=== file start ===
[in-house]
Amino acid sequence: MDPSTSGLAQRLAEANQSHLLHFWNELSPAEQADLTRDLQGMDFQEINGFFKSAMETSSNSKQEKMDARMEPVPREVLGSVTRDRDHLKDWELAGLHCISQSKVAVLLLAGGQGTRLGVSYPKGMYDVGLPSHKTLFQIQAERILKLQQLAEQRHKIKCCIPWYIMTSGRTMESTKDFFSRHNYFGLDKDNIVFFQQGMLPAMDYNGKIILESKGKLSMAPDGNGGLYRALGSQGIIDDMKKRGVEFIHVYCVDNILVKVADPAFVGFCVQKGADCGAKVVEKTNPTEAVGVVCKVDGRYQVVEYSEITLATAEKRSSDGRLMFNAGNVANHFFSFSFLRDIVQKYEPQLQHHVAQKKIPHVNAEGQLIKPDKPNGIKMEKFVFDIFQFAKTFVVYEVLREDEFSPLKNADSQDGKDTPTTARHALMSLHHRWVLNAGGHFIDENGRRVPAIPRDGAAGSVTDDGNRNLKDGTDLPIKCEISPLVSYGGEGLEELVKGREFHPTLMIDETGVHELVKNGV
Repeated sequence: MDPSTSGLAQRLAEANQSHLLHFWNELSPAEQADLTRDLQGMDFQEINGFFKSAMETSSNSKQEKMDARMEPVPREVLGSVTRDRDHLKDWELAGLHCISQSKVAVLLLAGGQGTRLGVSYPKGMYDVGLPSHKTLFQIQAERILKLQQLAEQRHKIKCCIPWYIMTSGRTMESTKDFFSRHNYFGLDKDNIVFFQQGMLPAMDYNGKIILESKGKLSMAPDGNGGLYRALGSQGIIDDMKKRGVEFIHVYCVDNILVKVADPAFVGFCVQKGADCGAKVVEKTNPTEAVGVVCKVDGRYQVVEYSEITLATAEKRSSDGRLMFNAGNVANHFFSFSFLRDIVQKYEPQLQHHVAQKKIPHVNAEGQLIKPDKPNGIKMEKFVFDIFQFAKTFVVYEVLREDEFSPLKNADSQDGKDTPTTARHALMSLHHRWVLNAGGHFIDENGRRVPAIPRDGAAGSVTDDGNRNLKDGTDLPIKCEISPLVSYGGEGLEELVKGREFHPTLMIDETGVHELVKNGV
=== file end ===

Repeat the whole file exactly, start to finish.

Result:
[in-house]
Amino acid sequence: MDPSTSGLAQRLAEANQSHLLHFWNELSPAEQADLTRDLQGMDFQEINGFFKSAMETSSNSKQEKMDARMEPVPREVLGSVTRDRDHLKDWELAGLHCISQSKVAVLLLAGGQGTRLGVSYPKGMYDVGLPSHKTLFQIQAERILKLQQLAEQRHKIKCCIPWYIMTSGRTMESTKDFFSRHNYFGLDKDNIVFFQQGMLPAMDYNGKIILESKGKLSMAPDGNGGLYRALGSQGIIDDMKKRGVEFIHVYCVDNILVKVADPAFVGFCVQKGADCGAKVVEKTNPTEAVGVVCKVDGRYQVVEYSEITLATAEKRSSDGRLMFNAGNVANHFFSFSFLRDIVQKYEPQLQHHVAQKKIPHVNAEGQLIKPDKPNGIKMEKFVFDIFQFAKTFVVYEVLREDEFSPLKNADSQDGKDTPTTARHALMSLHHRWVLNAGGHFIDENGRRVPAIPRDGAAGSVTDDGNRNLKDGTDLPIKCEISPLVSYGGEGLEELVKGREFHPTLMIDETGVHELVKNGV
Repeated sequence: MDPSTSGLAQRLAEANQSHLLHFWNELSPAEQADLTRDLQGMDFQEINGFFKSAMETSSNSKQEKMDARMEPVPREVLGSVTRDRDHLKDWELAGLHCISQSKVAVLLLAGGQGTRLGVSYPKGMYDVGLPSHKTLFQIQAERILKLQQLAEQRHKIKCCIPWYIMTSGRTMESTKDFFSRHNYFGLDKDNIVFFQQGMLPAMDYNGKIILESKGKLSMAPDGNGGLYRALGSQGIIDDMKKRGVEFIHVYCVDNILVKVADPAFVGFCVQKGADCGAKVVEKTNPTEAVGVVCKVDGRYQVVEYSEITLATAEKRSSDGRLMFNAGNVANHFFSFSFLRDIVQKYEPQLQHHVAQKKIPHVNAEGQLIKPDKPNGIKMEKFVFDIFQFAKTFVVYEVLREDEFSPLKNADSQDGKDTPTTARHALMSLHHRWVLNAGGHFIDENGRRVPAIPRDGAAGSVTDDGNRNLKDGTDLPIKCEISPLVSYGGEGLEELVKGREFHPTLMIDETGVHELVKNGV